State v. Parrish

Annotate this Case

205 Kan. 178 (1970)

468 P.2d 143

STATE OF KANSAS, Appellee, v. C.C. (MONTE) PARRISH, Appellant.

No. 45,618

Supreme Court of Kansas.

Opinion filed April 11, 1970.

Robert Martin, of Martin, Porter, Pringle, Schell and Fair, of Wichita, argued the cause, and William V. Crank, of Wichita, was with him on the brief for the appellant.

Donald H. Humphreys, County Attorney, argued the cause, and Kent Frizzell, Attorney General, and Larry E. Keenan, Special Assistant County Attorney, were with him on the brief for the appellee.

The opinion of the court was delivered by


The defendant, C.C. Parrish, was charged with, and convicted of, burning insured property, the Parrish Hotel, Great Bend, Kansas, and the burning of the personal property of another.

On Sunday, October 8, 1967, a fire destroyed the Parrish Hotel. *179 The hotel was owned by the defendant who was in Washington, D.C. on business the night the hotel burned.

The evidence connecting Parrish with the burning consisted largely of hearsay testimony of four principal witnesses. As the appeal challenges the propriety of this testimony it must be reviewed at some length.

The testimony of Sharyn Patterson was summarized in the record. We present it here in part:

"She had known C.C. `Monte' Parrish and Kenneth Christendon for about seven years. She dated Ken Christendon in January, February, May and July, 1967, and moved to Great Bend in August of 1967. She and Christendon were supposed to get married. She and Christendon shared apartment A in the Zahra Hotel in Great Bend with her 10-month old daughter. The Parrish Hotel and Zahra Hotel are located on the same block. She and Christendon lived together in Apartment A until the latter part of September. She then moved to Room 318 and he moved to Room 321 in the Zahra. They had decided not to get married. During this time Christendon was employed by Mr. Parrish. She was employed by Mr. Parrish at the Golden Belt Grill....


"Mrs. Patterson testified that in December, 1966, or January, 1967, Kenneth Christendon told her that Mr. Parrish had told Christendon that Parrish would like to have Christendon burn the Parrish Hotel and to get rid of it for him because he needed the insurance money from it to get back on his feet. This testimony was allowed over the objection of defendant that it called for hearsay testimony. "... She did not have any conversations with Mr. Parrish. Any conversations she had were with Christendon who related what Mr. Parrish told him. .. . In the early hours of Sunday morning, October 8, 1967, Christendon told her, while they were in his room, that Ahlf was going to help him burn the hotel down and that they were going to do it Sunday evening. Christendon said he was going to give Ahlf half of what he received for burning the hotel. At the time of this conversation, Christendon was very, very drunk on the verge of passing out.


"Christendon and Ahlf decided they would have to purchase some gasoline. She suggested that she go get the gasoline. She and Phyllis Harned Ahlf purchased the gasoline at Mering's Mobil Station. She testified that they purchased a five-gallon can of gasoline and charged it to the account of C.C. Parrish by signing Kenneth Christendon's name on the ticket....


"Between 8:15 and 8:30 p.m. on October 8, 1967, Christendon and Ahlf left the apartment. Ahlf asked Phyllis Harned Ahlf for a bucket of some kind to put gasoline in. They were gone approximately 15 or 20 minutes. When they returned, one of the men stated, `Well, we did it'. ...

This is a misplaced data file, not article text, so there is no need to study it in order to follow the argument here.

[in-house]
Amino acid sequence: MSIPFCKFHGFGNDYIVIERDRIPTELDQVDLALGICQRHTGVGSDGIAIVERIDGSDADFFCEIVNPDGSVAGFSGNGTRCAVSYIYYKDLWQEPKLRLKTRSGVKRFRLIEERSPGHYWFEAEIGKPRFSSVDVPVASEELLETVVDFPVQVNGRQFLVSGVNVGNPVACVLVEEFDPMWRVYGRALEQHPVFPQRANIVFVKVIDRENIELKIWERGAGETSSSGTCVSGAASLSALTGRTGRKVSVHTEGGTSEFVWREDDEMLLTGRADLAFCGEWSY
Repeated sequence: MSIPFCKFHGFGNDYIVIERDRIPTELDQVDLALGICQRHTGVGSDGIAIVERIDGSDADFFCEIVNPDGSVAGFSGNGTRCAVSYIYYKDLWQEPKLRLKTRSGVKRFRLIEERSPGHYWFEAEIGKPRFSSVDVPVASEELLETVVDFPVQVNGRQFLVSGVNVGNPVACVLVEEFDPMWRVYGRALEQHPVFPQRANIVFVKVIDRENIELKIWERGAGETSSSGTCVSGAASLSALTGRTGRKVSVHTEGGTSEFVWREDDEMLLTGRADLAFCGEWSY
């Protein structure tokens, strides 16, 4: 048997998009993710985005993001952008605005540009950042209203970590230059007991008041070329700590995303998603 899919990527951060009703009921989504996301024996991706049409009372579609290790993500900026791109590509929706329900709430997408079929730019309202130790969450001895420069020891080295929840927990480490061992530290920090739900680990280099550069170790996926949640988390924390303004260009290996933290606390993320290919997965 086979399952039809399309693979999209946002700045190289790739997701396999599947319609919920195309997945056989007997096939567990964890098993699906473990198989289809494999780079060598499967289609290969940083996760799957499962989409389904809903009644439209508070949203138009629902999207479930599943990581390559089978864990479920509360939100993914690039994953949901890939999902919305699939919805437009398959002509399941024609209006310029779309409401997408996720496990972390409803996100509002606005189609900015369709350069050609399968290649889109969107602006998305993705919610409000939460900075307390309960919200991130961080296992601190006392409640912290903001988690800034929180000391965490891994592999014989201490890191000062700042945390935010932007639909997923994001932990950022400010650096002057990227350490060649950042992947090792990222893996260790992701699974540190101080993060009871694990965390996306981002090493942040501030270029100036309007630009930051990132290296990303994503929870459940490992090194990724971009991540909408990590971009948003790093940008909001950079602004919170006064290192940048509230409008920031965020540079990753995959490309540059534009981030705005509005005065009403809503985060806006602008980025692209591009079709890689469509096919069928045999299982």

"Within a day or two following the fire, Christendon went to Wichita to *180 pick up Mr. Parrish. Christendon was gone overnight. When he returned, he told her that Mr. Parrish just shook his hand real hard and said he did a good job...." (Emphasis supplied.)

The testimony of Thomas Ahlf was also summarized in the record and we present it here in part:

"... He came to Great Bend in August of 1967, with the R.H. Fulton Contractors, a pipeline company. He left Great Bend for about 2 weeks, then returned to live with Phyllis Harned and her four children whom he now considers his wife, even though they have not been married. "He met Kenneth Christendon around the 1st of October, 1967, in the tavern called The Place, operated by Phyllis Harned Ahlf. He saw Christendon every day from October 1 until the night of the fire on October 8. Five or six days before the fire, Christendon offered him half of $5,000.00 if he would help burn down the Parrish Hotel. Christendon said Parrish offered Christendon the $5,000.00. Defendant's objection that the reference to Mr. Parrish was hearsay and leading was overruled. "The night after their first discussion, Christendon and Ahlf discussed plans for burning the hotel. They decided to burn the hotel on a Sunday evening so fewer people would be in the hotel. Christendon suggested starting the fire in the furnace room by saturating rags in gasoline and hanging them in front of the furnace. They decided to do it Sunday, October 8, because the wind had died down and they did not want to burn up the whole block. "On Saturday, October 7, he tended bar at the tavern, The Place, and after closing, Phyllis Harned Ahlf, Sharyn Patterson, Christendon, and he got a couple cases of beer and rode around and drank.... He and Christendon together drank 2 or 3 cases of beer between Saturday night and early Sunday morning. "On the evening of Sunday, October 8, 1967, he was in Apartment A together with Phyllis Harned Ahlf and her children, Sharyn Patterson, and Christendon. About 8:30 he told Phyllis Harned he wanted a plastic bucket to wash the car. He and Christendon left the apartment, got into Phyllis Harned Ahlf's car, and sat there for about 10 minutes, planning the fire. They then drove around the block into the alley behind the Parrish Hotel. They got the five-gallon gas can out of the car and emptied the contents into a two gallon plastic bucket. They then entered the back door of the Parrish Hotel, went down into the furnace room in the basement. Ahlf testified as to the steps he and Christendon went through in throwing the gasoline into the ceiling joists, soaking a rag in gasoline and hanging it in front of the open furnace door, throwing gasoline around on the floor, and then Christendon's igniting the fire by throwing a match back into the room as they started up the stairway. The fire started with sort of a swoosh. It did not explode.